For example, the number of leads marketing generates should contribute to the number of sales opportunities the sales team is working on. I’d include both.
I’d also include the retention rate, because the more you retain customers, the higher your revenue numbers. New revenue from current customers is also important to measure. Again, customers already love you, so the customer service team should be good at getting them to buy new products or services and spend more money.
Finally, to get the sales team thinking more strategically, I’d add closing rate, sales cycle days and maybe average revenue per new customer. These are all high-level metrics that everyone is now responsible for and working together on.
One of the best ways to bring people together is with a weekly revenue team meeting. This meeting runs at the same time on the same day every week.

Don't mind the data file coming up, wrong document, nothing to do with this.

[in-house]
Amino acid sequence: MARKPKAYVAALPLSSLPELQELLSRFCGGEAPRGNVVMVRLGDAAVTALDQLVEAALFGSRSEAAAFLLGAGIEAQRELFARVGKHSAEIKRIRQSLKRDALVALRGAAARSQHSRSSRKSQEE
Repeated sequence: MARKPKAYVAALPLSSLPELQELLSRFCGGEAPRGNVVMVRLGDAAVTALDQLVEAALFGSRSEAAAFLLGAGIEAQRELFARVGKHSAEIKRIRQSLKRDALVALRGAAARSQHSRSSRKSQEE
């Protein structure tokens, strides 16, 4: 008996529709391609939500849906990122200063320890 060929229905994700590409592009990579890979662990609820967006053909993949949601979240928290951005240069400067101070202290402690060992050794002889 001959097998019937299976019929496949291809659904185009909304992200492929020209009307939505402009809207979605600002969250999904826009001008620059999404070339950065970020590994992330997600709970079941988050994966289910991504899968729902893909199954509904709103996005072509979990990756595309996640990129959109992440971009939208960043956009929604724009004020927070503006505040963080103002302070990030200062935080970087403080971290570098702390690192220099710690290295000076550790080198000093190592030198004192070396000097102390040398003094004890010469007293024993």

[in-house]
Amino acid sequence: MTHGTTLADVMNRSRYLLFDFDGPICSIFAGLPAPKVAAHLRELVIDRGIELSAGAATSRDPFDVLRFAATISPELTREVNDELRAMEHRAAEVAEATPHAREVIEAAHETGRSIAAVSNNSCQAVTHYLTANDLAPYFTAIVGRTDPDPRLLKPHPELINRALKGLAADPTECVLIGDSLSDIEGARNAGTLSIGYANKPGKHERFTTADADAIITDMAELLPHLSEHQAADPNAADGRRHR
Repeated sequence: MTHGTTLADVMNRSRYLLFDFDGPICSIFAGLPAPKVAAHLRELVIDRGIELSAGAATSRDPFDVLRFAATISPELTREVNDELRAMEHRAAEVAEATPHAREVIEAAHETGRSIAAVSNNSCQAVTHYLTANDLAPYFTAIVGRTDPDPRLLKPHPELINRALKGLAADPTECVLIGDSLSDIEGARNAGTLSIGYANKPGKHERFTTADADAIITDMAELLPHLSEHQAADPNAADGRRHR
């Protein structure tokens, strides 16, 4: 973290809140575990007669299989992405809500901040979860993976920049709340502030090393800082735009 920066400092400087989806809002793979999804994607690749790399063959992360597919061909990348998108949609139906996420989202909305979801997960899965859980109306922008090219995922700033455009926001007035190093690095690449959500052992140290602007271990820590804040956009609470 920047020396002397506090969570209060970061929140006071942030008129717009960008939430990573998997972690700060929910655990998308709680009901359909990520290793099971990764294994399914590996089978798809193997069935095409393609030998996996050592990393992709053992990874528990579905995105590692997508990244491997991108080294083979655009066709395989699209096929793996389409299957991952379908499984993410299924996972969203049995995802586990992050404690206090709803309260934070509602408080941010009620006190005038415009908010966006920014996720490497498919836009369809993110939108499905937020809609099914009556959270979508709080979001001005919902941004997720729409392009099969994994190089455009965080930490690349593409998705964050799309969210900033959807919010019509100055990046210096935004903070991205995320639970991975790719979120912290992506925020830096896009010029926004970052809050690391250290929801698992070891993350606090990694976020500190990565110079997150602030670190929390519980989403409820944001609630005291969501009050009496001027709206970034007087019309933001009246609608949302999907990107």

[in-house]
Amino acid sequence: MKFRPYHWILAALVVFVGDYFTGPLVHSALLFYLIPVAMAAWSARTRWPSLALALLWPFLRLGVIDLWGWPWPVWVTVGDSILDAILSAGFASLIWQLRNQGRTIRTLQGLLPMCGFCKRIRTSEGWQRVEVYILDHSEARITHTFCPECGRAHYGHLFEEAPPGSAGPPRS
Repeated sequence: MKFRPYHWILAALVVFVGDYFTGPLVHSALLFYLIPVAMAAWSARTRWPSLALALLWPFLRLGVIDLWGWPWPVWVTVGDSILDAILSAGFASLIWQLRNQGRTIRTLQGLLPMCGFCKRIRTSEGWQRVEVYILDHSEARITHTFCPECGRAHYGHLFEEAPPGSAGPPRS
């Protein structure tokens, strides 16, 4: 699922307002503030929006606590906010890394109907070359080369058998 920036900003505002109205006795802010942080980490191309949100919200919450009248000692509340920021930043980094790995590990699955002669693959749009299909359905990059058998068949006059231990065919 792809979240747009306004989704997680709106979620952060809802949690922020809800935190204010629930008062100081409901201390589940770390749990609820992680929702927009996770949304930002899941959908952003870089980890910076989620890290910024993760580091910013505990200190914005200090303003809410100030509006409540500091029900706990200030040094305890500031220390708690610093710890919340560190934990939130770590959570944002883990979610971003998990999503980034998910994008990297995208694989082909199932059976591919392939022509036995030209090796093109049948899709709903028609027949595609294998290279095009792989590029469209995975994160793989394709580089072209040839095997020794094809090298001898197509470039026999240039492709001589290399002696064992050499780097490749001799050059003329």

It also follows the same agenda. A moderator runs the meeting while a scribe keeps notes and documents everything. By rotating these roles monthly, everyone gets a chance to participate in the meeting execution.
Here is the agenda we recommend. It follows the EOS L10 meeting format that’s proven to be both highly efficient and effective:
The segue is a brief transition into this meeting. It includes everyone sharing one personal and one professional piece of good news.
The scorecard review is a brief review of the scorecard we discussed above. If the numbers are green, there is not much to review. If they are yellow or red, they need to be identified and moved to the Identify, Discuss and Solve (IDS) section so that those underperforming areas get attention.